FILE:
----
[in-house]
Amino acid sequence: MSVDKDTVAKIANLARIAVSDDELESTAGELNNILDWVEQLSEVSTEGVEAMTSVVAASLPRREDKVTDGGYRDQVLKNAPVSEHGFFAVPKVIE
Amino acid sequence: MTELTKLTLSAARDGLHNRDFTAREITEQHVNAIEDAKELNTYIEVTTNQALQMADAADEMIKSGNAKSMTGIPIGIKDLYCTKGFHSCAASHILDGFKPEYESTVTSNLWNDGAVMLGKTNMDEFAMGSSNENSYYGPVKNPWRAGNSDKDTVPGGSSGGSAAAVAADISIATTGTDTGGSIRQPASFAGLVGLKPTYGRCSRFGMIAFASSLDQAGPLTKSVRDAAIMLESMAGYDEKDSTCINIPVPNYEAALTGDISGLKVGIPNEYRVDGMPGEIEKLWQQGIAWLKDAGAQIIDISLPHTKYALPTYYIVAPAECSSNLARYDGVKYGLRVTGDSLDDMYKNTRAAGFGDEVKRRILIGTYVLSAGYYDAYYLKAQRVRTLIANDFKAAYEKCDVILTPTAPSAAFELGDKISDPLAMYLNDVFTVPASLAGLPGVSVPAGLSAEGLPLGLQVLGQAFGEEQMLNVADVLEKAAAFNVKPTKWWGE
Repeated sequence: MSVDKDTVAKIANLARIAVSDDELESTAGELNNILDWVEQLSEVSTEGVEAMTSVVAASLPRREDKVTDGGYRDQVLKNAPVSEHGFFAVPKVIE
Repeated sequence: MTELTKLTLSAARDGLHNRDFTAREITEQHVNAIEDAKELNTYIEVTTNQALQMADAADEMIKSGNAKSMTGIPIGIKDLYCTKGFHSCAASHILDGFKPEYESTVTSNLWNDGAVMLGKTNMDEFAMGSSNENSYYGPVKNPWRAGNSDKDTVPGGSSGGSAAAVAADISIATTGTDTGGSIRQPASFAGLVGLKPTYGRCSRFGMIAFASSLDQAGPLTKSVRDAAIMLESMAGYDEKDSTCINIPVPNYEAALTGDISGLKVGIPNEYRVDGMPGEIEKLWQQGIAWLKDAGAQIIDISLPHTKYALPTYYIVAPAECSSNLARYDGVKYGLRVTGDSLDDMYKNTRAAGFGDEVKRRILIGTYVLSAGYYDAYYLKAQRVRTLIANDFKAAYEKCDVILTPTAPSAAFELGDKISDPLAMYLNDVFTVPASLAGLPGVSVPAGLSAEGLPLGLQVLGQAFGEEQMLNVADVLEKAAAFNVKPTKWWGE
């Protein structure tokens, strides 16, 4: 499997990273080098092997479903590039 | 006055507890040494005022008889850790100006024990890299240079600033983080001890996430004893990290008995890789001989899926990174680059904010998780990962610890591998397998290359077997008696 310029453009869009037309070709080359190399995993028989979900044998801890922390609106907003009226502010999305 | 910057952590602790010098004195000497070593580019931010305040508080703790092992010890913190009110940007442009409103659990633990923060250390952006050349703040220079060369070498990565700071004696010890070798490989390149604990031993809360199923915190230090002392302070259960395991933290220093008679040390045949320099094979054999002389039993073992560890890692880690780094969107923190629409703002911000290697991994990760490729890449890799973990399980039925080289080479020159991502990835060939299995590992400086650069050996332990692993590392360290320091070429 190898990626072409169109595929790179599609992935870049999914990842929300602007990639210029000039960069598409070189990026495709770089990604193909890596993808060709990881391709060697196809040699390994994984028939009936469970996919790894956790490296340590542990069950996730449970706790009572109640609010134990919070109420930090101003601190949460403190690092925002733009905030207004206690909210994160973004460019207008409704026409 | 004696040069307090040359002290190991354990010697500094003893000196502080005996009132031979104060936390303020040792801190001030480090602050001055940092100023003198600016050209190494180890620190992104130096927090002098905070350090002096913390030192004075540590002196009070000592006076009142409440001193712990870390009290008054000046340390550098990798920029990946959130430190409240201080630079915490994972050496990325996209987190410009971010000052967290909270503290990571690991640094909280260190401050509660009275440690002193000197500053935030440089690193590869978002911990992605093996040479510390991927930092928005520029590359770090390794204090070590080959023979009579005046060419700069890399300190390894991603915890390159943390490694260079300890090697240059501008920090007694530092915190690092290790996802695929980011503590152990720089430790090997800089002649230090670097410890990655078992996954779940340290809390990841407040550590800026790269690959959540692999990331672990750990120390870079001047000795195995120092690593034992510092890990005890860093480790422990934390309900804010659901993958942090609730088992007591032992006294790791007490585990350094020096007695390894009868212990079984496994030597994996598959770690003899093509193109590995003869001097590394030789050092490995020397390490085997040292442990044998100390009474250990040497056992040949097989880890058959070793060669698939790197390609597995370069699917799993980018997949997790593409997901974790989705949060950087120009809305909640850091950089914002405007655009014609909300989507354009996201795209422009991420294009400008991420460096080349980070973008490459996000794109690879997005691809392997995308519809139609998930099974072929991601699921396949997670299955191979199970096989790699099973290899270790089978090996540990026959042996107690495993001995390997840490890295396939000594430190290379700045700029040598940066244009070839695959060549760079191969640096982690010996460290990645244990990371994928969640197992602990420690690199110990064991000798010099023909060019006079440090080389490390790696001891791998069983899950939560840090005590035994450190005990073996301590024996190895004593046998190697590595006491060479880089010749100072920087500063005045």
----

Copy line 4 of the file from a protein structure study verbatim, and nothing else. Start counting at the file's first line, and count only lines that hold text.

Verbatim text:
Repeated sequence: MSVDKDTVAKIANLARIAVSDDELESTAGELNNILDWVEQLSEVSTEGVEAMTSVVAASLPRREDKVTDGGYRDQVLKNAPVSEHGFFAVPKVIE